Eddie's words were ones that framed what Jesus was teaching.  He was serving in a way that few would recognize.  Receiving recognition was not among Eddie's personal needs.  His effort demonstrated his faithfulness to his task of keeping our church the way he wanted it kept.

    The story of Joseph in our first lesson describes the remarkable scene when he revealed his identity to his brothers who had sold him to a passing caravan while he was a young teenager. During his life in Egypt, Joseph allowed his spirit to reveal itself while he remained completely blind to where his life was leading him.  

    He was never motivated to feel that he was a victim.  He did not permit his attitudes to become mean-spirited.  He did not feel abandoned by God.  Joseph was a brilliant organizer who possessed an unpretentious personality that allowed him to be contented to remain a slave as he served others for most of his life.

    No one ever taught Joseph to aim high, to shoot for the moon, or to grab onto power wherever he found the opportunity. Not in his wildest dreams could Joseph have imagined that one day he would be in command of the most powerful nation in the world.  Joseph showed up every day bringing his best into every circumstance, never realizing what he was preparing himself to become.  

    There are many variations in literature to the theme of the Joseph-narrative, e.g., "When the student is ready, the teacher will come."  "No episode in our lives has meaning until we assign one."  "Life is filled with one teachable moment after another." 

     Many of us have learned that our most life-shaping experiences could not have been planned.  Jesus taught us that when we are faithful to small details that others may never notice, God is at work in areas of our lives that we could not possibly imagine. (Matthew 25:23) Sometimes the episodes in life that other people face can mold and shape our lives just as the story of Joseph illustrates.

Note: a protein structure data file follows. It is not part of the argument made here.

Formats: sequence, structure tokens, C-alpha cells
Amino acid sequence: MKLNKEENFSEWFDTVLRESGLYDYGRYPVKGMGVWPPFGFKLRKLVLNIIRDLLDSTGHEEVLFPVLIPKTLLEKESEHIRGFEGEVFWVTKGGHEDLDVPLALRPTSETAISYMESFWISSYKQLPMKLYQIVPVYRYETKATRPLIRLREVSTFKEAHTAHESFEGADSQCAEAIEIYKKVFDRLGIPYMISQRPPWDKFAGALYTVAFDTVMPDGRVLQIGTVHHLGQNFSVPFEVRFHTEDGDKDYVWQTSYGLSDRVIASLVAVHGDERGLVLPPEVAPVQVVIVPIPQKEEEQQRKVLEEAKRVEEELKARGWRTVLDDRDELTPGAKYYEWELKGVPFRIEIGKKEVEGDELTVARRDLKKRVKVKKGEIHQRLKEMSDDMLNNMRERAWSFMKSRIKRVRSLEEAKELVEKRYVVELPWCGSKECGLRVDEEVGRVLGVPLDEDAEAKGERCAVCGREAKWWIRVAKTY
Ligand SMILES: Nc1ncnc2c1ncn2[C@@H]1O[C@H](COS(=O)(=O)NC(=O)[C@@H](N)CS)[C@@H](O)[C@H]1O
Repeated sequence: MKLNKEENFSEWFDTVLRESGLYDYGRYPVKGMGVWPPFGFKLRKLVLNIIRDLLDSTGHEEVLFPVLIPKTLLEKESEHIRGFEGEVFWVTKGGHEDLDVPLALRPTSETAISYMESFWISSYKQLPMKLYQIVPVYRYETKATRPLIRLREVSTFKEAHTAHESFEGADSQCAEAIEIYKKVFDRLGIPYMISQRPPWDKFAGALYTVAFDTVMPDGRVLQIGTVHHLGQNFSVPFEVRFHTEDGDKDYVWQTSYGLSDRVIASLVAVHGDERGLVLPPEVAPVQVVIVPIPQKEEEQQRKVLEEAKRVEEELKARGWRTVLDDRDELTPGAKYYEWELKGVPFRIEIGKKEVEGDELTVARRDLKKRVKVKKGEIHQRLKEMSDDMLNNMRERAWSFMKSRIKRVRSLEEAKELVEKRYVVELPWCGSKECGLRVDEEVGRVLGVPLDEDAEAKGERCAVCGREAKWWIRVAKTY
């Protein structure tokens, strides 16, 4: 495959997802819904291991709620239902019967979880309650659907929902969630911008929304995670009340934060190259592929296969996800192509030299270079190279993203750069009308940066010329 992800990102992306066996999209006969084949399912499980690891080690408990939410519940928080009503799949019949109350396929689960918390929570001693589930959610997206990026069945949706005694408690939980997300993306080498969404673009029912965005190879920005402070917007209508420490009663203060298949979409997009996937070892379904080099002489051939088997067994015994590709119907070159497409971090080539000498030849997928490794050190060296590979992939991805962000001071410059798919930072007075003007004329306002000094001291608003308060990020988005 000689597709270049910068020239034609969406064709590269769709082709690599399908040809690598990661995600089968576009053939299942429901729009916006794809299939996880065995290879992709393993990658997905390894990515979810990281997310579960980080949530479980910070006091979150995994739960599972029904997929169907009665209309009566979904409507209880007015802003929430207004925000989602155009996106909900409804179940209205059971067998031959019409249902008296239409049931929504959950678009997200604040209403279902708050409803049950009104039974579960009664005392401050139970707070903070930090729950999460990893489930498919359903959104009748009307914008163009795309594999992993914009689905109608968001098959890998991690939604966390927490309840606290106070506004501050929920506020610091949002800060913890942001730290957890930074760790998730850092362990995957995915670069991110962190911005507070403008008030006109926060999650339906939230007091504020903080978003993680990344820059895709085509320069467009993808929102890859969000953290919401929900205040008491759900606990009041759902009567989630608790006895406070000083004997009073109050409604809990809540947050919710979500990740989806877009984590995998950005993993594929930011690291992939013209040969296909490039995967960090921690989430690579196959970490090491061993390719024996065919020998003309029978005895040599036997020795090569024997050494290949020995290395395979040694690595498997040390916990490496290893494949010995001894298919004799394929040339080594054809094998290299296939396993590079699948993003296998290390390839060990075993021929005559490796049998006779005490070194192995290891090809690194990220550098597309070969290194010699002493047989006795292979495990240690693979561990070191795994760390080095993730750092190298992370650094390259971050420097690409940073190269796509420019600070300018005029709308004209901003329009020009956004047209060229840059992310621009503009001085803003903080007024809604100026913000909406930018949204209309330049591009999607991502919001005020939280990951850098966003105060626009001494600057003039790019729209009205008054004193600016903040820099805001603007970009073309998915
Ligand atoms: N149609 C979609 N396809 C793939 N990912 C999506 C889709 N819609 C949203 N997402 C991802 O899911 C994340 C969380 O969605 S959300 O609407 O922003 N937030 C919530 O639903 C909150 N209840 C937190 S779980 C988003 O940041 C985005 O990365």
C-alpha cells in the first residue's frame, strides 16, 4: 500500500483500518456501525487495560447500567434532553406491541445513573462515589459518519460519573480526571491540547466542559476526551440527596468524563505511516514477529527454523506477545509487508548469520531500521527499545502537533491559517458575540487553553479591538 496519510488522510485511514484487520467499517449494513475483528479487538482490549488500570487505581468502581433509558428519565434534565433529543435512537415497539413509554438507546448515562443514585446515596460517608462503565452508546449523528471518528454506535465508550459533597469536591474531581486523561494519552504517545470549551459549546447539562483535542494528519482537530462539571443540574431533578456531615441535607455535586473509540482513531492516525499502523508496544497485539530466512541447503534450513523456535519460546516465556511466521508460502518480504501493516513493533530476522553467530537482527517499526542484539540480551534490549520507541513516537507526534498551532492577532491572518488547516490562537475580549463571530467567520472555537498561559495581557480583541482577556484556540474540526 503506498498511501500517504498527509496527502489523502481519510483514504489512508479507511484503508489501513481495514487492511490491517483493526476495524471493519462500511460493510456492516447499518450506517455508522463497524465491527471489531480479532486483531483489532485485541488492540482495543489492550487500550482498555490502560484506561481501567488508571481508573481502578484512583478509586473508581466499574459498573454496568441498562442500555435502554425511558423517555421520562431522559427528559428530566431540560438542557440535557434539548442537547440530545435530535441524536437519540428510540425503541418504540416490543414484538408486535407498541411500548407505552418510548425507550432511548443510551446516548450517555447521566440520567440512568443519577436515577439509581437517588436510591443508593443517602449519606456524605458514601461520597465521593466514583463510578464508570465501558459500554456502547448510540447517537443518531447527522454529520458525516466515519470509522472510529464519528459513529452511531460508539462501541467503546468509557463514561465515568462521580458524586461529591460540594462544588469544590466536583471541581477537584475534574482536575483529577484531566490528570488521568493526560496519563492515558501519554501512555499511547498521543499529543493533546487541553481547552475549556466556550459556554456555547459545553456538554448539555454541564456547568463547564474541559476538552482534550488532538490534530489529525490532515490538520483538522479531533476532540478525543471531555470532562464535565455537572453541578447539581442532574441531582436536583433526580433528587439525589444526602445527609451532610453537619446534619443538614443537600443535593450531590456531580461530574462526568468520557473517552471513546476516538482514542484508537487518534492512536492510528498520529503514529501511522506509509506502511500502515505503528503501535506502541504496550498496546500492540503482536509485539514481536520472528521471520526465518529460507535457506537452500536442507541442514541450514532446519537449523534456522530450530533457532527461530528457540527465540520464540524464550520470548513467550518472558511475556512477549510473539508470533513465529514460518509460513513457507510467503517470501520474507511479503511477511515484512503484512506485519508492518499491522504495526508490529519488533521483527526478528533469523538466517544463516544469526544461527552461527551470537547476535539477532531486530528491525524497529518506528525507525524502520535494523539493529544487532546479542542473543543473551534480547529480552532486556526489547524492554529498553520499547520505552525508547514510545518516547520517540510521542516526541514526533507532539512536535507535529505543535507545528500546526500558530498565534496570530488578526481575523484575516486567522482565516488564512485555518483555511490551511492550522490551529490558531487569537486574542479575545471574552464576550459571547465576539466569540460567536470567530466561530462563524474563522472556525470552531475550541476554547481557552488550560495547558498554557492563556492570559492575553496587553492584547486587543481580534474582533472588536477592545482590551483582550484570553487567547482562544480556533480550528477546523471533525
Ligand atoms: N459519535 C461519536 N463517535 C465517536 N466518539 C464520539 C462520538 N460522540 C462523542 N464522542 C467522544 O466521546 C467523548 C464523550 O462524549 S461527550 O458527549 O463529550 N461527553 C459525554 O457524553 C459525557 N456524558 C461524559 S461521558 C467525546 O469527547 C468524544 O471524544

A well-known and much-loved politician had just delivered a speech during a national holiday when he suffered an acute heart attack.  He was rushed to the emergency room of the local hospital.  An on-call physician was on his way. However, the official's vitals began to worsen.

    One of the female custodians of the hospital was named Bobbie.  She was mopping the floor outside of the enclosed cubicle of the E.R. where all the drama was taking place.  Bobbie was watching the machines when the Congressman's heart stopped beating.  

    Bobbie laid down her mop, raced into the drama, and began calling out numerous medical protocols.  The nursing staff was shocked, froze in place, and just stared at her. Bobbie exclaimed, "Don't just look at me with shocked faces! Do what I am telling you!  I am a cardiac surgeon!"  After scrubbing and supervising some tests, Bobbie performed surgery and opened three blocked arteries with stints.  She saved the Congressman's life.

    Bobbie had been a talented heart surgeon in the former Soviet Union but was not certified to practice medicine in the United States.  She settled for being a janitor in the hospital so she could be near the work environment that she had to leave behind. Bobbie had been helping to keep sterility a high priority in that part of the hospital.  Little did she know that one day she would be in the right place at the right time to save someone's life.

    This was one of those stories that reflected Jesus' life.  Who could have imagined that a son of God would remain homeless?  During his ministry, Jesus would sow seeds that would help people learn how to master the art of living through their compassion toward others in our ever-changing material world. (Mark 10:45)